Solis, Hilda (Secretary of Labor): Solis firmly embraces President Obama's class-warfare mindset. In April 2012, for example, she delivered a speech at Al Sharpton's National Action Network, where she stated that imposing higher taxes on the wealthy was justified: “It’s about fairness in the workplace; it’s about fairness in education; and it’s about fairness in terms of what services are provided by government.... [T]hose that can afford it, the billionaires and millionaires ... want to pay more because they know it’s their obligation!”
Sunstein, Cass (Administrator of the White House Office of Information and Regulatory Affairs): Sunstein's views on taxes are wholly consistent with those of President Obama. Wries Sunstein: “In what sense is the money in our pockets and bank accounts fully ‘ours’? Did we earn it by our own autonomous efforts? Could we have inherited it without the assistance of probate courts? Do we save it without the support of bank regulators? Could we spend it if there were no public officials to coordinate the efforts and pool the resources of the community in which we live?… Without taxes there would be no liberty. Without taxes there would be no property. Without taxes, few of us would have any assets worth defending. [It is] a dim fiction that some people enjoy and exercise their rights without placing any burden whatsoever on the public fisc. … There is no liberty without dependency. That is why we should celebrate tax day …”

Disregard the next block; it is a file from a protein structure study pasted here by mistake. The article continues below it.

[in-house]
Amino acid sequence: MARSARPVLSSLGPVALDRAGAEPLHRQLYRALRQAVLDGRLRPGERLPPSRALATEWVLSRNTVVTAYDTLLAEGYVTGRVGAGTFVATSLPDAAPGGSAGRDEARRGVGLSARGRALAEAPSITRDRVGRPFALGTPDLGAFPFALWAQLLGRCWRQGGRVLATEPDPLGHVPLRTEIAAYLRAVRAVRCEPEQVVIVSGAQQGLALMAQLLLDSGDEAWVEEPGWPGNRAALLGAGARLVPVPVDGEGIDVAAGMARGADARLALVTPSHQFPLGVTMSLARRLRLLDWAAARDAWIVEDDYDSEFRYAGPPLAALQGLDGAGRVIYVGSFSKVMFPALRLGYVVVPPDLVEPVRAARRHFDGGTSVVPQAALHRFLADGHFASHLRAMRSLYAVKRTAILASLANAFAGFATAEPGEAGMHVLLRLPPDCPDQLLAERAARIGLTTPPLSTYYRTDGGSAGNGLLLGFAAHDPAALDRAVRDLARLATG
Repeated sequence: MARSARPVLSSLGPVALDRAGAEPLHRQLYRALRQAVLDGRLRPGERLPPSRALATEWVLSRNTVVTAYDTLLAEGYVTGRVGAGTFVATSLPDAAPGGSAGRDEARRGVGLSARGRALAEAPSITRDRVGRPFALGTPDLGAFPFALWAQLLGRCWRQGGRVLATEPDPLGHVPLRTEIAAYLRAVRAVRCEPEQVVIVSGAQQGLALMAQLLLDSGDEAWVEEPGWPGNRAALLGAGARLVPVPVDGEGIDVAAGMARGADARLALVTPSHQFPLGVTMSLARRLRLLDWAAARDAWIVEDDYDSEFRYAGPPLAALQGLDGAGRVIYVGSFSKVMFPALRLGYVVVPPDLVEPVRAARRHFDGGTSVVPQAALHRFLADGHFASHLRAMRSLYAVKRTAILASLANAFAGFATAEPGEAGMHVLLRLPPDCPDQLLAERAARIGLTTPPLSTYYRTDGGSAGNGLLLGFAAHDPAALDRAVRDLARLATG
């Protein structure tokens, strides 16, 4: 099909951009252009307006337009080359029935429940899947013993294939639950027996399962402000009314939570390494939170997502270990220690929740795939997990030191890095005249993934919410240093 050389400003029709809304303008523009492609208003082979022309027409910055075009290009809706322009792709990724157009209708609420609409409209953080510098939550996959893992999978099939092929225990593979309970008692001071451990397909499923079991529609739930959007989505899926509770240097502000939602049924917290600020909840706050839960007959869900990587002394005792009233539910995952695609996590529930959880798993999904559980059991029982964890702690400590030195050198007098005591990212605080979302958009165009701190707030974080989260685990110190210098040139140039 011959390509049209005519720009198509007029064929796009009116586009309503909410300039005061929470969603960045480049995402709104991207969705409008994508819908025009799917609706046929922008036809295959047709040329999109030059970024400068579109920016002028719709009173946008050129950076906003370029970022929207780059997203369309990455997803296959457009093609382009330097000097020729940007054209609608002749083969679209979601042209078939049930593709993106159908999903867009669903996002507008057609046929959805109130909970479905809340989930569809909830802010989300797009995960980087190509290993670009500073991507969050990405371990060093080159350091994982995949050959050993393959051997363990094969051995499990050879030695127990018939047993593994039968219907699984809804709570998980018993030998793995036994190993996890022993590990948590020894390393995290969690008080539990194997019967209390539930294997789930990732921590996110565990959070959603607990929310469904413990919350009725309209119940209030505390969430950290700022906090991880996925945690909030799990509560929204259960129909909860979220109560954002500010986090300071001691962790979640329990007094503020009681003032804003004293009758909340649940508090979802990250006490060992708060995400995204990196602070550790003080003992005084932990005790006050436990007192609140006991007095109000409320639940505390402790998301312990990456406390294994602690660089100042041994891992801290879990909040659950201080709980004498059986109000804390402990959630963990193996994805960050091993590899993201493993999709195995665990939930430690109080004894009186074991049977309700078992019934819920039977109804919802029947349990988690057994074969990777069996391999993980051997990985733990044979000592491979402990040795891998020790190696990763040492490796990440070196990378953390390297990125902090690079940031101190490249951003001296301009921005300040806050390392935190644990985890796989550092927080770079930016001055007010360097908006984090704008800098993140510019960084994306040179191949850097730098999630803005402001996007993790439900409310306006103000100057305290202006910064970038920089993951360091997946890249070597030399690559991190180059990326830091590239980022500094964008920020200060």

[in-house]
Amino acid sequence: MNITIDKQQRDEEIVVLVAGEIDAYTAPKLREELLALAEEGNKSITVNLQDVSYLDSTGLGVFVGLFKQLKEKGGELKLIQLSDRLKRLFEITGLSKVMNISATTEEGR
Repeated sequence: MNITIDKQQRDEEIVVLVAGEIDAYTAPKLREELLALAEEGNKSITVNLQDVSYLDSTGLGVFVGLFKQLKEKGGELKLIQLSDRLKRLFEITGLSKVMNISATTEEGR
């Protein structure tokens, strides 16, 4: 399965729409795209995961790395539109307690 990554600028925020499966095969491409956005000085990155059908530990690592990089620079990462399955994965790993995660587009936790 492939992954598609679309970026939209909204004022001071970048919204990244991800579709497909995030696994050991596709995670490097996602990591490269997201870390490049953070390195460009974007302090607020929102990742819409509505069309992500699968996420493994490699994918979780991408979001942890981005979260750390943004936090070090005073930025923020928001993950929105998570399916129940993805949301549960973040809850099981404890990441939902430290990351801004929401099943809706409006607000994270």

Sutley, Nancy (White House Council on Environmental Quality): On December 15, 2008, President-elect Barack Obama appointed Sutley to lead the White House Council on Environmental Quality (CEQ). Sutley and the CEQ came under scrutiny in 2009 when it was learned that Van Jones, President Obama’s “Green Jobs Czar” and also a member of the CEQ, was a communist with a twenty-year history of radical activism. Sutley initially had championed Jones as “a strong voice for green jobs,” but once the scandal snowballed and eventually forced Jones to resign, Sutley issued only a short statement on Jones' “hard work” and dedication to green jobs and renewable resources.